Legalization of Marijuana Essay

Submitted By codyayers315
Words: 513
Pages: 3

Research Paper
Cody Ayers
Mt. Mercy University
The legalization of marijuana is essential to solve many of today’s major economic, health, and political issues. The United States government prohibits the use, possession, and distribution of cannabis. Today’s prison population and incarceration rates are at all time highs, having a costly effect on the US government and economy. Legalizing marijuana would not only have overwhelming medical, economical, and social benefits, but it would also be a reasonable and rational action.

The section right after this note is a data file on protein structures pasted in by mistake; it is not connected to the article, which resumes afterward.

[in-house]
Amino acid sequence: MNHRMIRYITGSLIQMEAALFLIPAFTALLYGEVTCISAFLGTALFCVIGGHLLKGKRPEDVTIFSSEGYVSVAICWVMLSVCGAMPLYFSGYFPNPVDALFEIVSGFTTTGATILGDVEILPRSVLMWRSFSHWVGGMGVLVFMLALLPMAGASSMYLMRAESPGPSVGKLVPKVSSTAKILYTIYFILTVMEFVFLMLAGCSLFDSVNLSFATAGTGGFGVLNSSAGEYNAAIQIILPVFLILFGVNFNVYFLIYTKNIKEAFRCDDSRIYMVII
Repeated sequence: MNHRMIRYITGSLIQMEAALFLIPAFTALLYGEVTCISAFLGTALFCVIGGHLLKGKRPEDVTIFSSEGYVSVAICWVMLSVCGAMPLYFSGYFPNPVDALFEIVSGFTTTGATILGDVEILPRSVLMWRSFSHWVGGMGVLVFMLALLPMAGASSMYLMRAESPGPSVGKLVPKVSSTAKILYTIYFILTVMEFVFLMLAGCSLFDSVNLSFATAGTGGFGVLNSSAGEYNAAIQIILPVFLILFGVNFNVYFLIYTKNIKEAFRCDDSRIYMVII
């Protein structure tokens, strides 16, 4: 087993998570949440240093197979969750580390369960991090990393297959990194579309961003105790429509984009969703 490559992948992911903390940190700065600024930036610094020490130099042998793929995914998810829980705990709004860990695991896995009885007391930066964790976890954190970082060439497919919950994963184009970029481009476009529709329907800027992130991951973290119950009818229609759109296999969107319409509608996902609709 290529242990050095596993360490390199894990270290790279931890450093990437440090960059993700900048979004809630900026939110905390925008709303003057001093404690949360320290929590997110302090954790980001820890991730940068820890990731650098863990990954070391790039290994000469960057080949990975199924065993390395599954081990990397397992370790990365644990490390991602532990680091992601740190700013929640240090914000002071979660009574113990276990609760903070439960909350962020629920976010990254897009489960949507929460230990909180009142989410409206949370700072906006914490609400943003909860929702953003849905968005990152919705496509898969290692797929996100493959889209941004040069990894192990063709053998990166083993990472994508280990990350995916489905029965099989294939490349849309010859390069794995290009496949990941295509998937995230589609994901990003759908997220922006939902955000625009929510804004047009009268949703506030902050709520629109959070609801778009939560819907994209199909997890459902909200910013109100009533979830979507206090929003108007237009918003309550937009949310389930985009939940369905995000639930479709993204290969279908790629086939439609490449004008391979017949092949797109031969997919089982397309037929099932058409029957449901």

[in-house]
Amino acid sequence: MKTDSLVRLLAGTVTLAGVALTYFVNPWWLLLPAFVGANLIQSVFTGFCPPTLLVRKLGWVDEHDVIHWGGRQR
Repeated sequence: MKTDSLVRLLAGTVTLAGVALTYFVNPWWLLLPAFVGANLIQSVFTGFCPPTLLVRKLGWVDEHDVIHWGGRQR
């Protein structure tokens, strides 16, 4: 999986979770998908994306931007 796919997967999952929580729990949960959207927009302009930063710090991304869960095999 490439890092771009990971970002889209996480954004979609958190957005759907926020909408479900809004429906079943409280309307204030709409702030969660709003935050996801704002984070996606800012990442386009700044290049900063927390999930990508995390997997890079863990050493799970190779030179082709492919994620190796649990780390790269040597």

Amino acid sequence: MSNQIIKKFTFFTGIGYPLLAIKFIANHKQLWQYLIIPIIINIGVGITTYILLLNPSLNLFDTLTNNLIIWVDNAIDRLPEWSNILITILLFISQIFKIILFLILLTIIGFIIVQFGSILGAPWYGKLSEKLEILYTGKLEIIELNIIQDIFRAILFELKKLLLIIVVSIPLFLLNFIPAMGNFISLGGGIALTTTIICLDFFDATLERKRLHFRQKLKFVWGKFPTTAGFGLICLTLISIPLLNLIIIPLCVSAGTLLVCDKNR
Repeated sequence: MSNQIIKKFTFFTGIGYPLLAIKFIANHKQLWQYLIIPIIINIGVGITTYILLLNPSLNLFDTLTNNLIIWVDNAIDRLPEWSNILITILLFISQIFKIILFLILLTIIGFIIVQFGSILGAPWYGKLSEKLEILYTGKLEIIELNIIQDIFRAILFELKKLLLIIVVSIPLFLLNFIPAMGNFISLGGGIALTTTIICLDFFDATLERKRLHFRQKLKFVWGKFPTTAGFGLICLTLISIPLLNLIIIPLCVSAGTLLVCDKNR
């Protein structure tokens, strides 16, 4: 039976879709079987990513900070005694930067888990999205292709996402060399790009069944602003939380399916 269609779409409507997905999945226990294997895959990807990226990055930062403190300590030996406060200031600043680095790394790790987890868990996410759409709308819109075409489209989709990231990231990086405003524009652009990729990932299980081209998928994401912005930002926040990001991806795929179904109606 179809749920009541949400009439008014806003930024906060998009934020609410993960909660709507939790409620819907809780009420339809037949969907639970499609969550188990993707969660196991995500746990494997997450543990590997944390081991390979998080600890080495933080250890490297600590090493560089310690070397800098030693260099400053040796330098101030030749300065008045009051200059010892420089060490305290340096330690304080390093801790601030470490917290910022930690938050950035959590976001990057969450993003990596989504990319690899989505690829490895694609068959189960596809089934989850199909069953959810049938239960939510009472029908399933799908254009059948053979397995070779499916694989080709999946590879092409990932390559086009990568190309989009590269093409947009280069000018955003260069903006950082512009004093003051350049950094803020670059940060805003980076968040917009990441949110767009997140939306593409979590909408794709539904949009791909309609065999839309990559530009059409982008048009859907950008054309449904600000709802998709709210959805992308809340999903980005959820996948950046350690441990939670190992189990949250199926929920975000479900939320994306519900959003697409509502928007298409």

With five percent of the world’s population, the United States is home to 25 percent of the world’s criminals (Webb, 2009). Prisons are loaded with drug offenders. Since 1984, the number of inmates serving time for drug offenses has risen drastically from 10 percent to over 33 percent (Webb, 2009). In 2009, over 800,000 people were arrested on marijuana charges (U.S. Department of, 2009). This number accounts for 51.6 percent of the arrests made on drug abuse violations in the United States (U.S. Department of, 2009). Too many tax-paying, family-supporting individuals are being jailed and treated as criminals for a non-violent, victimless crime. Marijuana has been legalized for medical use in 15 states and Washington D.C. Today, nearly 44 percent of American citizens admittedly support the legalization of marijuana. This number has risen steadily from 25 percent in the 1970’s (Saad, 2009). Increased support for legalization is the result of increasing knowledge of the substance and its effects. Marijuana’s medical benefits are tremendous in number and effect. THC, the common and desired ingredient in marijuana, has multiple purposes, such as: reducing nausea and vomiting induced by chemotherapy, increasing appetite in AIDS and cachexia victims, reducing intra ocular pressure for glaucoma patients, antipasticity treatment for patients with neurological and movement disorders, and relieving general pain of all kinds (Kalant, 2001). A simple cost-benefit analysis would reveal a staggering imbalance. The U.S. government spends over $15 billion per year on the war on drugs. Including the state and local levels, over $48 billion is spent every year, in total, on the war on drugs (Miron, 2010). An estimated $13.7 billion would be saved if the prohibition on marijuana were